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Consider this basic example of subtraction-based Nim before I get to my full question:

Let $V$ represent all valid states of a Nim pile (the number of stones remaining):

$V = 0,1,2,3,4,5,6,7,8,9,10$

Let $B$ be the bound on the maximum number of stones I can remove from the Nim pile in a single move (minimum is always at least 1):

$B = 3$

Optimal strategy in a two-player game then is to always ensure that at the end of your turn, the number of stones in the pile is a number found in $V$, and that it is congruent to $0$ modulo $(B+1)$. During my first move I remove 2 stones because $8$ modulo $4$ is $0$.

My opponent removes anywhere from 1-3 stones, but it doesn't matter because I can then reduce the pile to $4$ because $4$ modulo $4$ is $0$. Once my opponent moves, I can take the rest of the pile and win.

This is straightforward, but my question is about a more advanced version of this, specifically when $V$ does not include all the numbers in a range. Some end-states of the pile are not valid, which implies that I cannot find safe positions by applying the modulo $(B+1)$ rule.

Does this particular variant of Nim have a name that I can look up for further research? Is there another way to model the pile?

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2 Answers 2

These are known as subtraction games; in general, for some set $S=\{s_1, s_2, \ldots s_n\}$ the game $\mathcal{S}(S)$ is the game where each player can subtract any element of $S$ from a pile. (So your simplified case is the game $\mathcal{S}(\{1\ldots B\})$) The nim-values of single-pile positions in these games are known to be ultimately periodic, and there's a pairing phenomenon that shows up between 0-values and 1-values, but generically there isn't much known about these games with $n\gt 2$. Berlekamp, Conway, and Guy's Winning Ways For Your Mathematical Plays has a section on subtraction games; as far as I can tell, it's still the canonical reference for combinatorial game theory. The Games of No Chance collections also have some information on specific subtraction games, and it looks like an article on games with three-element subtraction sets showed up recently on arxiv ( http://arxiv.org/abs/1202.2986 ); that might be another decent starting point for references into the literature.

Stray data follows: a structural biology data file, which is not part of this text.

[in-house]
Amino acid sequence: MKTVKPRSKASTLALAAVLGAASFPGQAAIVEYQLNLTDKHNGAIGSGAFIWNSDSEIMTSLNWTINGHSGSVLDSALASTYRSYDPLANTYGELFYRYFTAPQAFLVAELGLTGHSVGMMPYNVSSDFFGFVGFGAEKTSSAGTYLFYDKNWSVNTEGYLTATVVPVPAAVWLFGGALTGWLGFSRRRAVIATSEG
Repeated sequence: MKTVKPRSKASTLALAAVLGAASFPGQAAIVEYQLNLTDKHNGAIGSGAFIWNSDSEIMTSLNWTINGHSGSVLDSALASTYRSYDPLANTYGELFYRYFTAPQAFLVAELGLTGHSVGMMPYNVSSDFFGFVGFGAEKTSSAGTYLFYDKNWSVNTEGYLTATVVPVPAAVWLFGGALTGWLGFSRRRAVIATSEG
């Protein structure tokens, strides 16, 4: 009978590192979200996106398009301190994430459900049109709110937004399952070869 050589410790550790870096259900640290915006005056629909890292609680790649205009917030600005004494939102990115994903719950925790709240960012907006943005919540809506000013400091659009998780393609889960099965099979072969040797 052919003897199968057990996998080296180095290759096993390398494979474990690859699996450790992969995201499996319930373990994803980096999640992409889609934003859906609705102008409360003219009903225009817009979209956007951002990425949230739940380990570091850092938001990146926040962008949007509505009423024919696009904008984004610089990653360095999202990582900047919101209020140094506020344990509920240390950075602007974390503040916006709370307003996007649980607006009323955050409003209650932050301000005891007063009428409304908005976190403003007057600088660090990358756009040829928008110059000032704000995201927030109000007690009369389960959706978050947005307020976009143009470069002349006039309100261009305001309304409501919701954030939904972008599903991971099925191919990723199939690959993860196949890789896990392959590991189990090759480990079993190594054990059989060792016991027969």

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You have analyzed the game correctly. Wikipedia lists it as "the subtraction game" under "Other variations of Nim".

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However it is not a standard subtraction game, which is what my question is about. In my particular case, not all states of the pile are valid. –  NullOverNull Jul 2 '12 at 17:55
    
I don't know about a name, but you can use the Sprage-Grundy theorem to determine the winning positions and Nim values. It seems the valid removals will vary depending on the size of the pile. You will probably not see the nice periodicity that the basic game has. –  Ross Millikan Jul 2 '12 at 18:41
    
In my case, $V$ follows a recurrence. My issue is that I don't even know where to begin analyzing in order to develop a strategy that doesn't rely on brute scanning/trial and error/etc. –  NullOverNull Jul 2 '12 at 18:51
    
@NullOverNull Since the game is (ultimately) eventually periodic, once you find the period and saltus you have a strategy; and there are ways of knowing when you've found the period, but that period can be very large in terms of the subtraction-set (see, e.g., sciencedirect.com/science/article/pii/030439759500019S ). Are you at all familiar with the Sprague-Grundy theory of impartial games that Ross mentions? –  Steven Stadnicki Jul 2 '12 at 19:26
    
@StevenStadnicki I vaguely understand it as the distance from winning position (a grundy number of 1 meaning you're one step away from a winning position or something to this effect). I am also not sure about periods, since my set $V$ has an exponential recurrence –  NullOverNull Jul 2 '12 at 20:23
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